あぜみちジャンピンッ！ (Azemichi Jumping!)
Running time: 105 min.
Reviewed by Chris MaGee
Like so many teenagers Yuki (Haruka Oba) feels like she lives in a world of her own, one cut off from the larger world around her. When we first see her quietly walking through the streets of Tokyo at the beginning of Fumie Nishikawa's "The Azemichi Road" we wonder what youthful anxiety has made Yuki feel so separate; but when the camera pans in on Yuki's doe-like face and then her ear we see that her isolation is more than usual youthful angst. Yuki, you see, is deaf. A hearing aid helps a little, but her disability has created a wall of silence around her. As a visual counterpoint to Yuki's lonely existence Nishikawa (whose previous credits includes the documentary "Uncut" and the screenplay for Eva Tang's "While You Sleep") introduces us to a group of girls, the same age as Yuki, who have formed an amateur hip hop dance troupe, The Jumping Girls. Their camaraderie, as they practice their routines in front of a community center and eventually a vacant storage space, is palpable and makes us feel all the more sympathy for Yuki. Little do we (or Yuki, or The Jumping Girls) know that the liberating power of dance will very soon transform Yuki's marginalized life.
Pop music, and in this case J-Pop, is full of infectious beats, teen starlets and precise dance moves. Both The Jumping Girls and Yuki have become obsessed with one group, the Rip Girls. The Jumping Girls practice ceaselessly for a dance competition to be judged by these dance-pop idols, while Yuki has discovered that she can keep up with their moves by cranking up her stereo speakers so she can feel the music pounding in the floor and in her body. On her walk home from school one afternoon Yuki encounters Rena (Misaki Futenma), one of The Jumping Girls, near their rehearsal space. Surprisingly Rena knows some sign language and encourages Yuki to come in and check out their practice session. At first Yuki hesitates, but she knows this is one of those moments in life that can't be allowed to slip by. Soon she is in the midst of these talented and "cool" girls, but with the volume on their ghetto blaster turned up Yuki proves that she has the stuff to join their ranks. The spark has occurred and now Yuki, Rena and the rest of The Jumping Girls share the single purpose of taking home the top prize at the upcoming dance competition.
Yes, "The Azemichi Road" takes the classic underdog-makes-good formula and plays it to the nth degree, but let's consider "formula" for a second. Stories told by rote formula are much maligned amongst film lovers, and rightly so in many cases. It's easier to tell a story in a prescribed way than it is to embark on a totally original narrative. But, and this is a big but, there is the occasional film-maker who comes along and takes a formula, or some would say "genre", and creates something nearing formal perfection. Fumie Nishikawa does this with "The Azemichi Road". This isn't an easy task though. "The Azemichi Road" is geared to children and young adults, a market that often struggles with subtlety, but Nishikawa not only gives us a genuine story of acceptance and fulfilled potential, but she does it with truly beautiful film-making craft. Yuki's journey builds slowly, deliberately and again and again we see it through the crisp, colourful and lush cinematography of Osamu Maruike. There are echoes of the work of anime master Hayao Miyazaki in the green hills of Yuki's idyllic rural home, and like Miyazaki's classic "My Neighbor Totoro", Nishikawa's film gives just as much to its teen and pre-teen audiences as it does to the parents who are bringing their families to the theatre. Like "Totoro" the world of "Azemichi Road" is one that we want to inhabit.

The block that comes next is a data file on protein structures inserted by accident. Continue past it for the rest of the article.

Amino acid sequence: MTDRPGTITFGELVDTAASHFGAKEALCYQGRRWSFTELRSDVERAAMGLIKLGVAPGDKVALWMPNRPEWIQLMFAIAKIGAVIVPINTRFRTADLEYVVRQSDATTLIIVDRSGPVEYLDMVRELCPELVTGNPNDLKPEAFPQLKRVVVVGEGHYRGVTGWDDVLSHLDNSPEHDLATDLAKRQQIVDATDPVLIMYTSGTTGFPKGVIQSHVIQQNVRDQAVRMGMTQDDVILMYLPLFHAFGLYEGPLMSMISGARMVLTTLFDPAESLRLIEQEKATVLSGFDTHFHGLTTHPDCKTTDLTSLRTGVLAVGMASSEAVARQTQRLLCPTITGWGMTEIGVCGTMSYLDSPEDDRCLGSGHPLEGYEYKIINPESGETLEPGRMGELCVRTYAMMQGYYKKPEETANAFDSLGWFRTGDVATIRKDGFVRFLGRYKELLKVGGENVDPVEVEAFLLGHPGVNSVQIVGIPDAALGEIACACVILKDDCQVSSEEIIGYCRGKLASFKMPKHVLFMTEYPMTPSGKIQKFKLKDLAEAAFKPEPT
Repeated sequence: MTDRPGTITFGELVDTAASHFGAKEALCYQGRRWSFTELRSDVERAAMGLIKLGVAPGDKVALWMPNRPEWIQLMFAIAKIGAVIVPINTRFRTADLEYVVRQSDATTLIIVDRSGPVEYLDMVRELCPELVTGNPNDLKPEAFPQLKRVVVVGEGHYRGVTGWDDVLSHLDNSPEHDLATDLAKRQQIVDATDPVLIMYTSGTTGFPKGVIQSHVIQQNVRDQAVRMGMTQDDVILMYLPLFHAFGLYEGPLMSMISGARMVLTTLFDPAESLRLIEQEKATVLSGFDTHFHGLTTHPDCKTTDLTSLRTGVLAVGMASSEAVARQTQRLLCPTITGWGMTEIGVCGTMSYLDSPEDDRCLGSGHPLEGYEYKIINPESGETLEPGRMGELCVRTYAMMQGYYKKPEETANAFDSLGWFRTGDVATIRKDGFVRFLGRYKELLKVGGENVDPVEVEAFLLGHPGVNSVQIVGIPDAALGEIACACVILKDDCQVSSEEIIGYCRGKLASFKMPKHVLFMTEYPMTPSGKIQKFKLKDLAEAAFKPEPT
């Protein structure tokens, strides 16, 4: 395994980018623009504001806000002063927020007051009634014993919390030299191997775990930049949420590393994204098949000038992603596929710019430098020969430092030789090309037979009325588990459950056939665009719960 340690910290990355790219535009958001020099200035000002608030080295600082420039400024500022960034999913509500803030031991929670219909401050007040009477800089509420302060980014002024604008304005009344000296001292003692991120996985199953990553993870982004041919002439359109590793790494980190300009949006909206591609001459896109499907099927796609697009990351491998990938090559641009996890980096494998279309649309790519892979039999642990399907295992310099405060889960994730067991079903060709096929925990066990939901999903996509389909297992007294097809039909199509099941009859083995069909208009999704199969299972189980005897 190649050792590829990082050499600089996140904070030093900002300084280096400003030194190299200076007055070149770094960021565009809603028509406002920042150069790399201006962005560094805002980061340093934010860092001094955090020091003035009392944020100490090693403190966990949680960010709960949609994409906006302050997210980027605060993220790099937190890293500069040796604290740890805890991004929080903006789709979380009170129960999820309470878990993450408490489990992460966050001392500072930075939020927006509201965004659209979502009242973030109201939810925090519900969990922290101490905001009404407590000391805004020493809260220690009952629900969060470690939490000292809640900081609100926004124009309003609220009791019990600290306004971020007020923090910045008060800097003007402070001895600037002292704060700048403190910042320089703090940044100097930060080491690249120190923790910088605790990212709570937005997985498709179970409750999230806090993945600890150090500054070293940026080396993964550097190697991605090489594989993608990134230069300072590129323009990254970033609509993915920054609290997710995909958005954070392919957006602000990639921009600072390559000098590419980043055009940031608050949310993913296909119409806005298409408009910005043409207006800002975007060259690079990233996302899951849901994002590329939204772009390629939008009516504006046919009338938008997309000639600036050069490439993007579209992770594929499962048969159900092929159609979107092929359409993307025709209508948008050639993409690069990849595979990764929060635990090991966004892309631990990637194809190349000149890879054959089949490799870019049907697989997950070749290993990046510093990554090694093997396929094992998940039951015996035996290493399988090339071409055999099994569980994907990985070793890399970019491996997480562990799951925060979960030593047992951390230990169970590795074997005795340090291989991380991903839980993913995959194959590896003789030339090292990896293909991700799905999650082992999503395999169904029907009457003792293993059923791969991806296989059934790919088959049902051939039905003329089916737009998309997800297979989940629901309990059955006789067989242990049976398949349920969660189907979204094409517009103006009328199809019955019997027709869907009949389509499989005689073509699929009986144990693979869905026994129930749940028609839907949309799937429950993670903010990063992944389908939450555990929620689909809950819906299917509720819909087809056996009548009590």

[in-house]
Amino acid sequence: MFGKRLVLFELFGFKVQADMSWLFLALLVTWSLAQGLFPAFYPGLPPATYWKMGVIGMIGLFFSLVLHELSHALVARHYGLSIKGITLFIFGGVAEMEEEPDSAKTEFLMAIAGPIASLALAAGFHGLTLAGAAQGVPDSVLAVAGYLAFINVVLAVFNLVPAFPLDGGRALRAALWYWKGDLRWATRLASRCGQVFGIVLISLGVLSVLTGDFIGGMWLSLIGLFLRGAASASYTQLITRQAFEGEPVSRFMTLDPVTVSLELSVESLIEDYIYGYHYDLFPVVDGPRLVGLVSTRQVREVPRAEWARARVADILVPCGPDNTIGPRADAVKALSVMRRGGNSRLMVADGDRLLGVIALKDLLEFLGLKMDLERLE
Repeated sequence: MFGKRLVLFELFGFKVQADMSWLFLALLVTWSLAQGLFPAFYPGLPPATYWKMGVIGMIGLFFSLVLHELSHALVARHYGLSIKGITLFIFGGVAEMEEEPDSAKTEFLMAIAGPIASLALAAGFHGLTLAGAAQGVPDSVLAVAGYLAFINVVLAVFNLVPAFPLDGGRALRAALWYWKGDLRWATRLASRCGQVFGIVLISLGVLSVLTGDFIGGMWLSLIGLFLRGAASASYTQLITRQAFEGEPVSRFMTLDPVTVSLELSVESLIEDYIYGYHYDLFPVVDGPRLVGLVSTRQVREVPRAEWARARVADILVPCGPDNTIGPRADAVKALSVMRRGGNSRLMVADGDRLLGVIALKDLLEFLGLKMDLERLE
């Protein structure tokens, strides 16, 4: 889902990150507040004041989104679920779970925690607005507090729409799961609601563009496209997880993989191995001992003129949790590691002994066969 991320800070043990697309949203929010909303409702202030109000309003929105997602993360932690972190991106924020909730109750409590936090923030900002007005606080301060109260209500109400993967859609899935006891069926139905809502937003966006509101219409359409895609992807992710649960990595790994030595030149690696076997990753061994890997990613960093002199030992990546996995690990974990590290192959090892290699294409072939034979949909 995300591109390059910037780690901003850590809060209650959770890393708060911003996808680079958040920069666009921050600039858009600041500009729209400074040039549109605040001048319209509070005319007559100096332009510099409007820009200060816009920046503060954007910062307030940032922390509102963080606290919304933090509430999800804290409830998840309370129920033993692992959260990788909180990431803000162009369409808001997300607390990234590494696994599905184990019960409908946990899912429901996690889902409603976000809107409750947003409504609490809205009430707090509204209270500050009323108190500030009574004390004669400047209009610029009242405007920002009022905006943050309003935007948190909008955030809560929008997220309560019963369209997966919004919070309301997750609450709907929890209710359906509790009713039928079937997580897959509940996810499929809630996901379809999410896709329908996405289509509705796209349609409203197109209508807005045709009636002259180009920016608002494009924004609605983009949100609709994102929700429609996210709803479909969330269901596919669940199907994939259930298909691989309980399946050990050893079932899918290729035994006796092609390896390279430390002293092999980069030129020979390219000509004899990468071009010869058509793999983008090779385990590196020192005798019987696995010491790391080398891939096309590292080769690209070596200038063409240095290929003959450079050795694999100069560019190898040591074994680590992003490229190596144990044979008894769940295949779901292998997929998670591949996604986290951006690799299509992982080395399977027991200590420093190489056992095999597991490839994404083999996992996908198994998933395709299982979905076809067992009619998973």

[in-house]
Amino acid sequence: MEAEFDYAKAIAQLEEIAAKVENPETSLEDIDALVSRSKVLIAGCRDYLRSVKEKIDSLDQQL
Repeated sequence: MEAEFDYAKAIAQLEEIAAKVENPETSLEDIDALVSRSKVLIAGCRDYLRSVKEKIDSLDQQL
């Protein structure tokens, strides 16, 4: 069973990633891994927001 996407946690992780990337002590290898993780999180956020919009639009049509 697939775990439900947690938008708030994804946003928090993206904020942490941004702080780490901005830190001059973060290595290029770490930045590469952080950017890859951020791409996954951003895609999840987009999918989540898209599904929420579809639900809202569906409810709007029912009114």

One thing that I felt truly sets "The Azemichi Road" apart from other kids movies being produced right now, specifically in North America, is its faithful depiction of the lives of its young cast. You can only imagine that if a Hollywood studio got their hands on the script of "The Azemichi Road" they would cast pretty, buxom 18 and 19-year-old actresses as "teens" and inject a creepy sexuality into it. There would also be one example after another of song placement by the latest pop groups that the big record labels want to push on consumers. Nishikawa does none of this with "The Azemichi Road". The girls in the dance troupe are the same age as their characters, between 13 and 16, and instead of polished dance moves delivered with a suggestive bump and grind their performances are what we could expect from girls that age -- awkward, full of knees and elbows, but in the end sincere and bursting with enthusiasm. Yuki's waitress mother, portrayed by actress Makiko Watanabe (Love Exposure, The Lost Girl) also stands out for her honest performance of an overworked parent who musters the energy to support her daughter in a new adventure in her life.
It's true that "The Azemichi Road" may sometimes prove to be a little bit too slow for some of its young audience, and that a change in the song that the girls practice to would be nice (you'll have the tune stuck in your head for days); but in the end Fumie Nishikawa has given us a film that both kids and their parents will love now and hopefully for many years to come.